Your Current Web Conferencing Technology May Not Be Ideal
by Joseph Bocchiaro III
School administrators, teachers, and facilities professionals everywhere are struggling to create the right environment to ensure the safe re-opening of their buildings. Many have decided that a mixed approach is the most practical, where approximately half of the students are present in the classroom at a time, while others are at home using web conferencing. In many cases, the faculty may also be at home. This appears straightforward at first glance, but in practice, the web conferencing technology that is currently being used to accomplish this arrangement is often not ideal for anyone involved.
Higher education has long been migrating towards a pedagogical approach to teaching and learning called “active learning.” One of the facilities ramifications of this is that classrooms have been designed to be significantly larger than in the past to accommodate tables with small student work groups. These larger rooms are now a boon for COVID mitigation, as students can be spread farther apart from one another. In addition, virtually all classroom on campuses now have “traditional” presentation-style classroom audiovisual systems that include a display device such as a projector and screen, and a variety of source inputs from which to present/teach. It is possible to convert these rooms into “distance learning” classrooms that are better suited to the hybrid teaching and learning situation during our time of social distancing. In the past, distance learning classrooms were mainly designed to communicate with other, similar rooms, usually on other campuses, but now we require communications with remote students.
There are several design elements that are necessary for the “conversion.” One is the installation of video cameras; one facing the professor and the other facing the students. Likewise, microphones are required to capture audio from these sources. Many classrooms in colleges and universities already have one set of cameras and microphones that are used for “lecture capture,” and these classrooms would be the obvious first choices for the conversion. Another design element is the addition of a video monitor and corresponding loudspeaker so that the professor can see and hear the “far end;” the composite shots of the students at home. With this arrangement, these rooms are essentially two video conferencing rooms within one classroom. Professors teaching within the classroom, and the students themselves now have the opportunity to see and hear both in-person and remote students.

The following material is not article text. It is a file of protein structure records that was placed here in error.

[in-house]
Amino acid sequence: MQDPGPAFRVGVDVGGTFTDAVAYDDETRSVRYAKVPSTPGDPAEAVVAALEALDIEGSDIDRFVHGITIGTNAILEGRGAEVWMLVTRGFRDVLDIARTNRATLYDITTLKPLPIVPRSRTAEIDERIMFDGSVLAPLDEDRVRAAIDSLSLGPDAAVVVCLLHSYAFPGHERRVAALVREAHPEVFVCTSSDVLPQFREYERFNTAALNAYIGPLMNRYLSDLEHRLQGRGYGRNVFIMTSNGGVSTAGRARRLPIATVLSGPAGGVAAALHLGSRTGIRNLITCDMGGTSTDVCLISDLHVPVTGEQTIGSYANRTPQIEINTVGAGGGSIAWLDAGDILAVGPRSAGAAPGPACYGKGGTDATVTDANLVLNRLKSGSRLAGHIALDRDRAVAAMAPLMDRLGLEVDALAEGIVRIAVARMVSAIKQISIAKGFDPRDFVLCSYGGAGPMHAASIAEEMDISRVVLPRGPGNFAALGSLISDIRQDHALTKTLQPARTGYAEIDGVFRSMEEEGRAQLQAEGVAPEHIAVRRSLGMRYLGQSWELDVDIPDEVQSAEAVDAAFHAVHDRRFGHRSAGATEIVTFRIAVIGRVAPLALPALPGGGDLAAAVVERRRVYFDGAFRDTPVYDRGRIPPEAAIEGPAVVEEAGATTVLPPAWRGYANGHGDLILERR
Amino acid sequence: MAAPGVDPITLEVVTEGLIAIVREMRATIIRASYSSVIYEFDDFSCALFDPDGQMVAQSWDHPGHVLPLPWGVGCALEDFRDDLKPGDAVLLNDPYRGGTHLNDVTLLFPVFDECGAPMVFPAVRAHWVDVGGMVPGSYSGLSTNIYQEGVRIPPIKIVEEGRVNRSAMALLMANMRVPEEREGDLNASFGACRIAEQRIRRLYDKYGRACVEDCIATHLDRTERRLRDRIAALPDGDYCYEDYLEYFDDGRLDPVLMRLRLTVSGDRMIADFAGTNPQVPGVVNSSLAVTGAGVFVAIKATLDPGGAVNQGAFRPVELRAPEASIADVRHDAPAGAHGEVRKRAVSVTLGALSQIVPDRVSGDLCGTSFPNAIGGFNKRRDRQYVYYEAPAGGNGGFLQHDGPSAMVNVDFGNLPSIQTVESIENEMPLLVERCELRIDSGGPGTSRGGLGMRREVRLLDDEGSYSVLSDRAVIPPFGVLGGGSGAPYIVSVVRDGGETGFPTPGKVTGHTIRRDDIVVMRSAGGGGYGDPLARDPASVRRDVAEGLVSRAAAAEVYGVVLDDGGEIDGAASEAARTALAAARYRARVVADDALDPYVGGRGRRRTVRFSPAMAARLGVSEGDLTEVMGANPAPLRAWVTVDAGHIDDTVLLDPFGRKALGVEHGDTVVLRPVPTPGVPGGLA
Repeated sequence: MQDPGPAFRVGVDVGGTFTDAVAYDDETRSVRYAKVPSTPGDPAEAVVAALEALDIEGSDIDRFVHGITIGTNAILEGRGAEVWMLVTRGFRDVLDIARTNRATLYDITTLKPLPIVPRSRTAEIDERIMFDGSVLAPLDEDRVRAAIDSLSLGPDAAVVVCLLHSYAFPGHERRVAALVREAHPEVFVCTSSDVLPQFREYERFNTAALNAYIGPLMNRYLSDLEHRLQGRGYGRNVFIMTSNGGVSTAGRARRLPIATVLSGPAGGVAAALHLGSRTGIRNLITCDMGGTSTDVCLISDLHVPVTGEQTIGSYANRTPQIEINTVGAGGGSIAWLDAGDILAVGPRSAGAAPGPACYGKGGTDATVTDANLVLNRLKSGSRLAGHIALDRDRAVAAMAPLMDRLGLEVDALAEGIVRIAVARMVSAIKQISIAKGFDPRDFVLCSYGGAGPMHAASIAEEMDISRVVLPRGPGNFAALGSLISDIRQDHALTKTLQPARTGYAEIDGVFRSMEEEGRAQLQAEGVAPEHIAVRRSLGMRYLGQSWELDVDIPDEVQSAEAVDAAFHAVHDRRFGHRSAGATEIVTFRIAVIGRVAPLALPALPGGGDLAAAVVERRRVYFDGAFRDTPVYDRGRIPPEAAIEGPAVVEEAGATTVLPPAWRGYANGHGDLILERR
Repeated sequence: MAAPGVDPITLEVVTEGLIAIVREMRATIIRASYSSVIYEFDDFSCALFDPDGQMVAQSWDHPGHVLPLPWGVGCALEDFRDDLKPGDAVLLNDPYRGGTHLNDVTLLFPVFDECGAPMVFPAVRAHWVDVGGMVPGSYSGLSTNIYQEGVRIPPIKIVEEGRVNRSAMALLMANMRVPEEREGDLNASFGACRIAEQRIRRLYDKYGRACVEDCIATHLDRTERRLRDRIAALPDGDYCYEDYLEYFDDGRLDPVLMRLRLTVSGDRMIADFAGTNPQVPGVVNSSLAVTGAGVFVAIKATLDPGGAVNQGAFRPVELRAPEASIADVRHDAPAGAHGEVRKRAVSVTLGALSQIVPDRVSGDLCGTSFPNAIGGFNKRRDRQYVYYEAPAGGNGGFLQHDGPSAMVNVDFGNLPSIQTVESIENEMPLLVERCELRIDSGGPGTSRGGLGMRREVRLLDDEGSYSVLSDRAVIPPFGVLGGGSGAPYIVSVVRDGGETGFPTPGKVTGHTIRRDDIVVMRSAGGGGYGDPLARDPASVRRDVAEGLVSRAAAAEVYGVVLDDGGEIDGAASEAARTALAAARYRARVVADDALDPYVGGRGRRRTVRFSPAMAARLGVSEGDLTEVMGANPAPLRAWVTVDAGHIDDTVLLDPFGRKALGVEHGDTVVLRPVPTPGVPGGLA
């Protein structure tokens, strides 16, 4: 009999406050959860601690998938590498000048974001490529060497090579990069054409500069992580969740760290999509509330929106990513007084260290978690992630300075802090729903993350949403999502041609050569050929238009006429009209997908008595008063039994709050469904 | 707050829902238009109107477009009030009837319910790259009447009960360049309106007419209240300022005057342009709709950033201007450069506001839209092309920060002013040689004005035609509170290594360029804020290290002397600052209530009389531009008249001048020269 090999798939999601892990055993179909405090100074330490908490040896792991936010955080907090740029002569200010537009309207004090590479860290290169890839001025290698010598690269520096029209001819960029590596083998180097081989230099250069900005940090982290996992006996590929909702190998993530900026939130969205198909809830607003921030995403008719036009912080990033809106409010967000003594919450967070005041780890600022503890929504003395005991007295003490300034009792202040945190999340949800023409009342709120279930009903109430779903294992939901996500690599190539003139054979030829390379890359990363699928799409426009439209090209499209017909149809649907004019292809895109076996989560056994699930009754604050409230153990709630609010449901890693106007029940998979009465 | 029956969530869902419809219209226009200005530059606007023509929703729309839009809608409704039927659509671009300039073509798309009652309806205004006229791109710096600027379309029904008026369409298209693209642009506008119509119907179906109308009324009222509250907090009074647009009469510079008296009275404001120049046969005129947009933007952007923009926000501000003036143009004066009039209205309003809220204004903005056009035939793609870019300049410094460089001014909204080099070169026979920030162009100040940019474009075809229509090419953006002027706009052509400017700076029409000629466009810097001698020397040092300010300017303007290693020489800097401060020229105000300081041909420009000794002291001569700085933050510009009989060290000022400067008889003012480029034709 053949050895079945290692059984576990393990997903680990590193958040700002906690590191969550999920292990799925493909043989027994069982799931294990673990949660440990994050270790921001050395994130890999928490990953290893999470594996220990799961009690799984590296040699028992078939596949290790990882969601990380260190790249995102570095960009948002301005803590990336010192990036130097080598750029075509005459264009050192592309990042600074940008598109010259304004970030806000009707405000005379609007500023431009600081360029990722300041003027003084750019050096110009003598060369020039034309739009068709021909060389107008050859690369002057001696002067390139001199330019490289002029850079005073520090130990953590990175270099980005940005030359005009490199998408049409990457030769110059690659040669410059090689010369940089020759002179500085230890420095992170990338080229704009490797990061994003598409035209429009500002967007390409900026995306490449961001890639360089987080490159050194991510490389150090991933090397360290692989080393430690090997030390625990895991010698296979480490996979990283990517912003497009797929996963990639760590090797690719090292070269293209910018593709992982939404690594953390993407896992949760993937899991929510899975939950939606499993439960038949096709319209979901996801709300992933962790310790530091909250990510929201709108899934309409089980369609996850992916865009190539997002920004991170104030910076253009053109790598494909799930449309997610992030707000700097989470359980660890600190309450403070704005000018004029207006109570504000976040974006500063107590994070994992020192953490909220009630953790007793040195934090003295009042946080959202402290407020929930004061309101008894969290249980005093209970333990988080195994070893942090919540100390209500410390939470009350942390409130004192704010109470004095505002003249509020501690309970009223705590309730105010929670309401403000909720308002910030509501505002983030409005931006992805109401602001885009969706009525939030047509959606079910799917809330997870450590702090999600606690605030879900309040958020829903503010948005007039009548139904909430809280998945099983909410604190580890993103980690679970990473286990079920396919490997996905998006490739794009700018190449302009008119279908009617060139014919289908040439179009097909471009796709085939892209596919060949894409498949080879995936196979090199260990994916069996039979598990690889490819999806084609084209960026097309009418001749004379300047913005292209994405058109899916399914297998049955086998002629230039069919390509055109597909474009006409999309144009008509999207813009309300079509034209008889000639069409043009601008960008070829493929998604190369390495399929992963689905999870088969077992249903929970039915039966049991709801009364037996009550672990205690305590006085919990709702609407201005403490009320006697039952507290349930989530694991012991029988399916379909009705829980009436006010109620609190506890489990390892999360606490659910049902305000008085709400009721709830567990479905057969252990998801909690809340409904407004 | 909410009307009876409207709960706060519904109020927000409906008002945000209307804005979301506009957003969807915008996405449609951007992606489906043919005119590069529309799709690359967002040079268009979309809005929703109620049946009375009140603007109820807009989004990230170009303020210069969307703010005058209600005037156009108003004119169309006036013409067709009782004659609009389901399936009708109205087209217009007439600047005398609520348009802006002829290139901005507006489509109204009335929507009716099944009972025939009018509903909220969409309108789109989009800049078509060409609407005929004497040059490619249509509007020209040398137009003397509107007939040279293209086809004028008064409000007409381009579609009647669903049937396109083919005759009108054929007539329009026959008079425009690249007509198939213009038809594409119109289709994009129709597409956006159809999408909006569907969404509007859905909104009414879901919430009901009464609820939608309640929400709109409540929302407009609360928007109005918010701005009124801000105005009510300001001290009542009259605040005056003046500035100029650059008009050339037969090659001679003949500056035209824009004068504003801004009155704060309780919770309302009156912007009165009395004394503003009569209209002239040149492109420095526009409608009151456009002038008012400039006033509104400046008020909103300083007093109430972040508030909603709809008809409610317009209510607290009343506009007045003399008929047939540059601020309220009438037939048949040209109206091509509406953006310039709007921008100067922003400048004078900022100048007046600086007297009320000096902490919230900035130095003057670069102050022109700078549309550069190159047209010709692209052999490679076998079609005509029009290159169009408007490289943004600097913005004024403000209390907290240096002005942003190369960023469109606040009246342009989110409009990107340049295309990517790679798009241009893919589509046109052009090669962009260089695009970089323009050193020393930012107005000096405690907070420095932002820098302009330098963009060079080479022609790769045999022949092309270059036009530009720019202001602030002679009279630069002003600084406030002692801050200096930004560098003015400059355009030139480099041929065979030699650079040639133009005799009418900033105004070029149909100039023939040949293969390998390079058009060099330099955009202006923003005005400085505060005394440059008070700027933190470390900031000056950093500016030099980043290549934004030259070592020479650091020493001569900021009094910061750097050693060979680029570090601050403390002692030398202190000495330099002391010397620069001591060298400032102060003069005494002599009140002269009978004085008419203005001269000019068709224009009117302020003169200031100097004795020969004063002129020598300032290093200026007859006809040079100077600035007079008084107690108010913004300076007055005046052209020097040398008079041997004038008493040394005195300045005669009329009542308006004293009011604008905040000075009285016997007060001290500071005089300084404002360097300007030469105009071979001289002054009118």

The installation of cameras, microphones, monitors, and loudspeakers is only the beginning, of course. The signals to and from these devices must be managed by properly designed audiovisual components. This includes audio and video switching, processing, and distribution, a way to manage the “calls,” record the classes, and to control the system. Much of this is ideally accomplished in software, with minimal technical complexity such that the professor can concentrate on teaching and managing the class. There are now web conferencing platforms such as Zoom Video Communications that have some of the necessary features for distance learning. Other companies are also rapidly developing these enhancements to their products to meet the current demand.
Many facilities professionals have attempted to build such classrooms over the summer and have found some challenges that we can learn from. The most common is the lack of appropriate “echo cancelling” in the classroom itself. This is because the circuits built into laptop computers are inadequate for a room solution. Another is the lighting in the classroom. Many of these rooms have been optimized for video projection and lights are deliberately absent at the screen locations to prevent glare and to optimize image contrast. Lights for distance learning must be adequate to illuminate both the professor and the students.
In well-equipped and thoroughly designed distance learning classrooms there are other things to consider besides the basics of making sure everyone can see and hear each other. The furniture, the lighting, and the acoustics are all optimized for a seamless and excellent learning experience. This can also include architectural details that minimize the visual intrusion of the technology devices. Audiovisual design professionals are well equipped to offer services to help facility and architectural teams to create these ideal rooms.
Joseph Bocchiaro III, PhD, CTS-D, is a principal with Sextant Group / NV5 Engineering & Technology in Boston. He welcomes inquiries into how he and his colleagues can help at firstname.lastname@example.org.